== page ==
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Army Chief: Advise-and-Assist Units to Wear Brown, Not Green, Berets

  • U.S. Army’s 1st Security Force Assistance Brigade (Army Photo) U.S. Army’s 1st Security Force Assistance Brigade (Army Photo)
  • The United States Army Institute of Heraldry has approved this shoulder sleeve insignia for the security force assistance brigades. (U.S. Army image) The United States Army Institute of Heraldry has approved this shoulder sleeve insignia for the security force assistance brigades. (U.S. Army image)

The Army's chief of staff may soon decide on the specific shade of brown beret that will be worn by soldiers in the new Security Force Assistance Brigades, despite media reports that the specialized unit will don berets similar to those worn by Special Forces.

The controversy began when an image of an olive-greenish beret surfaced in an Oct. 26 Soldiersystems.net post that indicated the 1st SFAB would wear the green beret, which has striking similarities to the traditional Army Special Forces beret.

The service plans to stand up six of the advise-and-assist brigades -- five active and one National Guard.

The Army has approved a new shoulder sleeve insignia with a tab for the SFABs, Maj. Chris Ophardt said. The arrowhead-shaped patch features a broadsword facing upward. The tab reads "Combat Advisor."

Chief of Staff Gen. Mark Milley is awaiting swatches in varying shades of brown to consider for the SFAB beret, Ophardt told Military.com.

The swatches are not yet available for public view, Program Executive Office Soldier spokeswoman Debra Dawson said.

The Army has not issued a formal statement about the SFAB beret color, but Ophardt released the following comments that Milley posted to a recent Army Times story on the subject:

"I want to assure everyone that the color of the SFAB Beret will be brown and will not be green or any shade of green," Milley wrote. "It is derived from the Brown Infantry Beret worn by many Armies. There was no intent to dishonor or misappropriate the Green Beret of US Army Special Forces and all it stands for."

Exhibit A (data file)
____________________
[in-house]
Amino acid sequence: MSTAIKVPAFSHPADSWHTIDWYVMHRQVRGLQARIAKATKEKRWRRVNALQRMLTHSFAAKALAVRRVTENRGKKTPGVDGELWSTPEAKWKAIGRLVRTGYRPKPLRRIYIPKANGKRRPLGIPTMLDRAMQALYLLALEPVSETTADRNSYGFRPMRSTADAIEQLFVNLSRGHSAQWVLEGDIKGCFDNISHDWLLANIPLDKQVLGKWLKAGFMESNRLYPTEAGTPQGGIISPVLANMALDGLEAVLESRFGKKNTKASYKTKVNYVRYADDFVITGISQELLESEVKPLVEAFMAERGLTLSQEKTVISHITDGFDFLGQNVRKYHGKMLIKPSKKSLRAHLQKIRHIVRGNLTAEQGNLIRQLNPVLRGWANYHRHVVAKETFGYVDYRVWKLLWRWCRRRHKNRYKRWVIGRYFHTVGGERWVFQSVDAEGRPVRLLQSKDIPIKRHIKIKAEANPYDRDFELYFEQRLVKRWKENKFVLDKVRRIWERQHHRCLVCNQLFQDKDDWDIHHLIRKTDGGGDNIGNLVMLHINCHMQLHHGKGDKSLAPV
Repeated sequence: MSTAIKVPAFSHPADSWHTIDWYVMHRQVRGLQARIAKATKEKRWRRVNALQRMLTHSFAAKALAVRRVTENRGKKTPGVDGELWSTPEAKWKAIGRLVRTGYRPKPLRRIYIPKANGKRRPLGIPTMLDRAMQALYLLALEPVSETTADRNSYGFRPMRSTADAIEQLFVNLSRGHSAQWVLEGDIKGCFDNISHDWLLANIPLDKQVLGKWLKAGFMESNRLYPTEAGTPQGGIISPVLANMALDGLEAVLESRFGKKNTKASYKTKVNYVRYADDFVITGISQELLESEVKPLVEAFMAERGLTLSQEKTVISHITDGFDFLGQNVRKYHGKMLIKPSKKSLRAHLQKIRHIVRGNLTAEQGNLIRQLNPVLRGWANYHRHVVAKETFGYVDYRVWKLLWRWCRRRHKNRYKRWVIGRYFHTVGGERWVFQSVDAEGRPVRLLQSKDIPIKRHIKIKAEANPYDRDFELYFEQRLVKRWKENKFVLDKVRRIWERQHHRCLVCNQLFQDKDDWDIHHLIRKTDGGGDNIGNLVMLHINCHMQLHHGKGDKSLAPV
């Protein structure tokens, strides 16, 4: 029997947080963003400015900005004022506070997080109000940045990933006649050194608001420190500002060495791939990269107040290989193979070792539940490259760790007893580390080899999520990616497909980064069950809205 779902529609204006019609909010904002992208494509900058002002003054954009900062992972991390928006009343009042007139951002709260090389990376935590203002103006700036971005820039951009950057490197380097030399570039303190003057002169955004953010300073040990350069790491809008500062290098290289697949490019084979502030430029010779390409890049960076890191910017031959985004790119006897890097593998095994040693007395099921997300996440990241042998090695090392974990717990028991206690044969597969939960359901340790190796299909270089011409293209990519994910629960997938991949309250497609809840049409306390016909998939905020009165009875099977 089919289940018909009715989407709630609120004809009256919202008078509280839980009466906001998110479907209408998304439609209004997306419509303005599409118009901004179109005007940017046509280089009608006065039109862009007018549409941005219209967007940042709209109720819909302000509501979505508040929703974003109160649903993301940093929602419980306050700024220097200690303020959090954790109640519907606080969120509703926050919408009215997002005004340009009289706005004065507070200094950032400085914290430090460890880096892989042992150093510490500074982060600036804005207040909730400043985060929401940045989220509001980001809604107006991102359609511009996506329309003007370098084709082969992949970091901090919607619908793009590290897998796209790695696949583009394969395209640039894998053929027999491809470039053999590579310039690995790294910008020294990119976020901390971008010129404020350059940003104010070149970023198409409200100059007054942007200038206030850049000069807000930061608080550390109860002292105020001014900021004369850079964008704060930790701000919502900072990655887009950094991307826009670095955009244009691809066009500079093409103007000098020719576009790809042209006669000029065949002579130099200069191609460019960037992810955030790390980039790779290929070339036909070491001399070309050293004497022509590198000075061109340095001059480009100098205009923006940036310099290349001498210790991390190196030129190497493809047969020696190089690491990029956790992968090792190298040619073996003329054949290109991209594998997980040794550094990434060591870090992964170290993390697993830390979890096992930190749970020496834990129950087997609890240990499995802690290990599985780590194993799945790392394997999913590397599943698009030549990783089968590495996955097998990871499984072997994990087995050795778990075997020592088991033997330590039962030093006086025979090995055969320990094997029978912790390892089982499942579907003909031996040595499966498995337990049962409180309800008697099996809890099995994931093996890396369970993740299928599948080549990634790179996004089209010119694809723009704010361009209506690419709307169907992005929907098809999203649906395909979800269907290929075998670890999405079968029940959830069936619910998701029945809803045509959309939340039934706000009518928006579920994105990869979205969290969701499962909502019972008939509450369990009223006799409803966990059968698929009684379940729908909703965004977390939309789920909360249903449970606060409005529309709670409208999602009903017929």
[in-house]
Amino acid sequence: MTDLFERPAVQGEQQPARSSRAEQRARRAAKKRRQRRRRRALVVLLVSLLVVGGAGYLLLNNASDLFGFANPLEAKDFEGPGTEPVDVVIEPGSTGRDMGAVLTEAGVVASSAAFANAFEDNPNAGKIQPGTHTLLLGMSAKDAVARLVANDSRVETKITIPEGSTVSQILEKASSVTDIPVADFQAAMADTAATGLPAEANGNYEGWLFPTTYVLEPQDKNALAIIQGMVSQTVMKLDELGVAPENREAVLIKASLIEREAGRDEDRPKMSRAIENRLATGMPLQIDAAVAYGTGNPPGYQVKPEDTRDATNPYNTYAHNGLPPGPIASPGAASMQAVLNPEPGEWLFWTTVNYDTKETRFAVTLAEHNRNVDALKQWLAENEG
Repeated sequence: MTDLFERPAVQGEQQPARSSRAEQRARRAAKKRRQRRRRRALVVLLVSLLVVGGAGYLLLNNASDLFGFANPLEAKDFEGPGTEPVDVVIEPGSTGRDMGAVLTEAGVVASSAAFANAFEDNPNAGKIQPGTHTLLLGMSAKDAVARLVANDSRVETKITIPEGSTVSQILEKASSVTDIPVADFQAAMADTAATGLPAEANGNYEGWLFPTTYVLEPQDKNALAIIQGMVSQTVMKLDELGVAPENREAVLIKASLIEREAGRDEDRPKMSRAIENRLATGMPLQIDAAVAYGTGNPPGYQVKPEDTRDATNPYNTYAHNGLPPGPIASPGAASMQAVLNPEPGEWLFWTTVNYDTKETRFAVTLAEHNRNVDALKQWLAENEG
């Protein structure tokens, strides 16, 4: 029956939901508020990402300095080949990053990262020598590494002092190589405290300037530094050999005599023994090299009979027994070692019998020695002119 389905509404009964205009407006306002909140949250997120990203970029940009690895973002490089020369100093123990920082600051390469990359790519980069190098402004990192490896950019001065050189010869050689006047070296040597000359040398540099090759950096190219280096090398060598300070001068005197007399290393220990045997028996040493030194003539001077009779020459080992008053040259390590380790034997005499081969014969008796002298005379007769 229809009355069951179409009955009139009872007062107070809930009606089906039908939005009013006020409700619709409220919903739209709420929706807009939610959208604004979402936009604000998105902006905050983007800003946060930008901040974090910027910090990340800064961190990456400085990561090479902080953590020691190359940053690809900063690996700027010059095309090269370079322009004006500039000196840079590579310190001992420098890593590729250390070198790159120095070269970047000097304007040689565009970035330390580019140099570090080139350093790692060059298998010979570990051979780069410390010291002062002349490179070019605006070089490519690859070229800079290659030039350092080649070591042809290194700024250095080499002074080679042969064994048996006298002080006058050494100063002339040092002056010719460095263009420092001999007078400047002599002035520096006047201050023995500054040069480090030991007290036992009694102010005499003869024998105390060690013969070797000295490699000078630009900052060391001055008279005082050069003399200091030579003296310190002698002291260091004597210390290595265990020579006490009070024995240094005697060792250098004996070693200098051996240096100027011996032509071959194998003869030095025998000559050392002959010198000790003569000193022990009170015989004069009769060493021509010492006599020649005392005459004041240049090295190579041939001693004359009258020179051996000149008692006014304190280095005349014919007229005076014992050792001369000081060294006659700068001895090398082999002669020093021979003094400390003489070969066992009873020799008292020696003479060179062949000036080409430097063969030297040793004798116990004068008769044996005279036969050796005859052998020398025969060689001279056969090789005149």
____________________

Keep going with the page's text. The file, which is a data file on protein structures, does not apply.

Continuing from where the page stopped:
The 1st SFAB posted the following message on its Facebook page to address the issue:

"The 1st SFAB has great respect for U.S. Army Special Forces, their many accomplishments and their singularly distinguished history. We also respect the concerns associated with the heraldry of the 1st Security Force Assistance Brigade.

"The 1st SFAB is not a Special Forces organization," the statement continued. "We are a conventional force purposefully built to partner with other conventional forces. SFABs will support Army readiness by allowing brigade combat teams to focus on building their readiness for large-scale contingencies instead of on the train, advise and assist missions.

"In accordance with Army guidance, we will select a new unit name," the 1st SFAB statement said. "The Army has also decided the SFABs will wear a Brown Infantry Beret like those worn by many armies. Our new name and photos of the beret will be published once the final decisions are approved."

Milley, who served in the Army's 5th Special Forces Group, discussed the SFAB units Oct. 9 at the Association of the United States Army's annual meeting, stressing they are not designed to become a substitute for Army Special Forces

SFABs will be structured using the noncommissioned and commissioned officers of infantry brigade combat teams to train foreign military units in conventional light infantry tactics, he said.

-- Matthew Cox can be reached at matthew.cox@military.com.

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Headlines Army Uniforms Equipment Matthew Cox

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